Konstantin Comment left 15th April 2012 06:06:04
Most of the stuff discussed here is still way beyond me. Science is complicated and you have to learn a lot of names :) But one thing i start to understand is, that life is a flow of electrons and its this flow that connects all living matter. If people would start to understand this, the way we live would change tremendously. I think its really important to spread this idea, if one wants to make a positive change in this world. Basically this is how indigenous people used to understand their presence. What do you think about violet rays, rife-machines etc.? They were eventually banned by the FDA, but there is a lot of evidence that these high-frequency gadets helped with many ailments. If electronical flow is the basic of life, "charging" the cell with these machines sounds like a good idea to me.
Ren Comment left 3rd May 2012 15:03:11
On DCA and cancer cells metabolism: http://www.ncbi.nlm.nih.gov/pubmed/21557214 http://www.thedcasite.com/the_dca_papers.html#Conti
Danilo Comment left 31st August 2012 21:09:21
From “Cancer as a Metabolic Disease: On the Origin, Management, and Prevention of Cancer” ( http://www.amazon.com/Cancer-Metabolic-Disease-Management-Prevention/dp/0470584920 ) by Thomas Seyfried (Professor of biology, Boston College): “The gene theory has deceived us into thinking that cancer is more than a single disease (…) Cancer is a singular disease”.
Irucka Embry Comment left 29th September 2012 08:08:05
Is cancer caused by a fungus? See http://www.cancerfungus.com/ . Thank-you.
David Lowenfels Comment left 7th December 2012 20:08:10
May I refer you to the work of Dr.med. Heinrich Kremer who has written much about the topic of redox, mitochondria, cancer, and HIV. http://www.amazon.com/Silent-Revolution-Cancer-AIDS-Medicine/dp/1436350832 http://www.thenhf.com/old/articles/articles_554/articles_554.htm
Zoco Comment left 11th January 2013 11:11:51
Hi, Great article ! ! I have come across a so called redox therapy peoduct Asea, Its Terribly pricy, first product of marketing company. Says biggest breakthrough ever. I think its a scam. Have you heard of it? Budwig diet is supposed to renew redox state if cell , its lipid membranes. Dca is great but some cancers have dual metabolism (also fatty acid) like colorectal, most leukemias and Dca makes there thing worse, forcing fatty acid oxidation instead of glycolysis.
C.DELARGE Comment left 10th May 2013 12:12:06
You should try a perfectly balanced REDOX signaling molecules stabized solution called ASEA, it is not a scam and really works,is highly patented and stabilized after many years of research. You can have more informations or even order it for research on http://cedel.myasealive.com I would behappy to send you all the tests conducted so far or even put you in contact with Dr Gary L. Samuelson who helped stabilize those redox molecules.
Ramachandran Comment left 23rd October 2013 22:10:45
Cancer is curable! I am sure on this. The doctors should join hands with pharmacologists and herbal analysers. The persons should not try to earn a name and fame. It will come automatically provided if your mind is free from all requirements, such as money, properties etc. You should make others to understand your views and presentation. You should not argue that what you present/ invent is your own research, may be your application but a root will be somewhere else. A paper can not be presented in 20 minutes and cross examination/ verification time is another 10 mts.which is not enough for a discussion. According to Veda woman is a magnetic force, and pulls (Man) electrons in her. A woman has more minerals in her, that forms a baby. Secondly you must know that the uterus of woman plays major role in forming and curing cancers. For male it is mind and body. For any diseases in woman try to study the uterus first. The medicine you give to a woman first goes to liver forms amino acids and then to uterus, supported by Ascorbic acids and mix with blood. For male you should concentrate on belle button and diet. One thing is common here. A medicine you give in South America will not work with Indian climate and on Indians. Finally regarding Oxygen in human, Oxygen is an emulsifier, that mixes all the natural minerals (in Vegetables, diet and atmosphere) and carries them in to the body through lungs and liver, and distribute the same in to the body. For some patients the administrating oxygen, will dilute the minerals and there by takes long time to react, and patient will sweat a lot, or/ and pass more urine, and this may give a load of work to the kidneys. If you start another research based on the above mentioned information I am ready to share my findings with you. -- Regards Ramachandran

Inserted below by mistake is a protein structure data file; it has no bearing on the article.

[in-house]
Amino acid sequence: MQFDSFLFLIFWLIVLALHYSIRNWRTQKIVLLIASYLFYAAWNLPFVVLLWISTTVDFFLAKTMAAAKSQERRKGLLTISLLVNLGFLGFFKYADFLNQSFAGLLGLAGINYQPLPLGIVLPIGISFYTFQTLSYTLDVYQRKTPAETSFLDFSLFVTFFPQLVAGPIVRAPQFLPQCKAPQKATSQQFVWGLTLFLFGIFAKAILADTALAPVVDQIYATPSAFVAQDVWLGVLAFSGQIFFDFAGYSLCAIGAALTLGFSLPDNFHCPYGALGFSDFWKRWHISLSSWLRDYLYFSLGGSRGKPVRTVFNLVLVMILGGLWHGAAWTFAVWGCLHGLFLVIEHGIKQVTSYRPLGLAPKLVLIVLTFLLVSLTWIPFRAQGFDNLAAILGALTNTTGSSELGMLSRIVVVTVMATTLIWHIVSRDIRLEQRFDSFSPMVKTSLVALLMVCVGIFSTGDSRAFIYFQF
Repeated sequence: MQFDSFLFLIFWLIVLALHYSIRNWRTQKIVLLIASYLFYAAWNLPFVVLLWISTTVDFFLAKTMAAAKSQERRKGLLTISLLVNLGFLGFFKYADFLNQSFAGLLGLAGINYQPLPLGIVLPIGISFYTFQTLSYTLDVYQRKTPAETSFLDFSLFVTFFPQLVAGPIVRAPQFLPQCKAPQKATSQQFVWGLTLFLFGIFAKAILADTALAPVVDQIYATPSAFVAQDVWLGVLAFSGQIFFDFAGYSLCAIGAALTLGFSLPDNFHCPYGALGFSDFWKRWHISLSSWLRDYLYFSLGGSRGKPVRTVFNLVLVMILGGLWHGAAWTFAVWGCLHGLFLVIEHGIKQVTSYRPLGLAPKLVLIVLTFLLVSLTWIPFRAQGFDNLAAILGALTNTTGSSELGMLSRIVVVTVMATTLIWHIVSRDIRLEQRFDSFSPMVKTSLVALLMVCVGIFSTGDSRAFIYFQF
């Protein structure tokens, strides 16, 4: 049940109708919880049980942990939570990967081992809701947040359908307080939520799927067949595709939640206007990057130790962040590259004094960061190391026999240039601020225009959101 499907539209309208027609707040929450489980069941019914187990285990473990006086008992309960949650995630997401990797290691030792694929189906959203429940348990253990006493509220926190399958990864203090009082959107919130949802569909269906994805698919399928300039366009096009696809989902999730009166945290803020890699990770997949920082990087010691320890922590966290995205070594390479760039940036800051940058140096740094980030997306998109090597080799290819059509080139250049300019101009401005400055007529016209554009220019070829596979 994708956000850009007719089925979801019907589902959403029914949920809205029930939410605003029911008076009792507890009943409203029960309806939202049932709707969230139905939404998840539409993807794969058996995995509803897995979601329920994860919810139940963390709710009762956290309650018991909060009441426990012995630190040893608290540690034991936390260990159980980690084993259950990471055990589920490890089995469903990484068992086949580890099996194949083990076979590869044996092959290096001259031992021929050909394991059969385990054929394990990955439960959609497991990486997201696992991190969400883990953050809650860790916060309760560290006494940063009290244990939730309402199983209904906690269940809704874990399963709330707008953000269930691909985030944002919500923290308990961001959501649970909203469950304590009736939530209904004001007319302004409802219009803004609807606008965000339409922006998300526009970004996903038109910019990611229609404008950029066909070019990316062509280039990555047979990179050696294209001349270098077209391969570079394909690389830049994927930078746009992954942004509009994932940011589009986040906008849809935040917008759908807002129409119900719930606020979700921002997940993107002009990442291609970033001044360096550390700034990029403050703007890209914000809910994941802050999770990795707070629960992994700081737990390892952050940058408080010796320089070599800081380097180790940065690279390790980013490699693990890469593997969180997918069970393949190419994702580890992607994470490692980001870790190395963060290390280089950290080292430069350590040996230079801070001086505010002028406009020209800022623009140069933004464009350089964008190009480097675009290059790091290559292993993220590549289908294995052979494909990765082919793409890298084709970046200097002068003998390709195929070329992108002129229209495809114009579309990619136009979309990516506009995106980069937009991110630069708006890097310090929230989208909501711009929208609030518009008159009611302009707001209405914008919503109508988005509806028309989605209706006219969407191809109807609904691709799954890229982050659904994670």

Bob Wheeler Comment left 11th May 2014 06:06:59
ASEA is enhancing my vitamin C IV therapy as I fight stage 4 rectal cancer and prostate cancer. Also a third primary cancer in my colon. I am doing many things, Gerson diet as a base and 12 to 16 ounces of ASEA daily. We are making headway. I am looking at magnetic pulse and electro/light therapy very seriously. This is a great article!
Sarah Wright Comment left 24th May 2014 19:07:50
Interesting article. I'm sure this is the right path to our understanding However we must also look at what is causing this redox imbalance Anyone with cancer must detox. That also means removing any wireless transmitters such as cordless landlines and Wifi otherwise the cancer will just come back. www.bioinitiative.org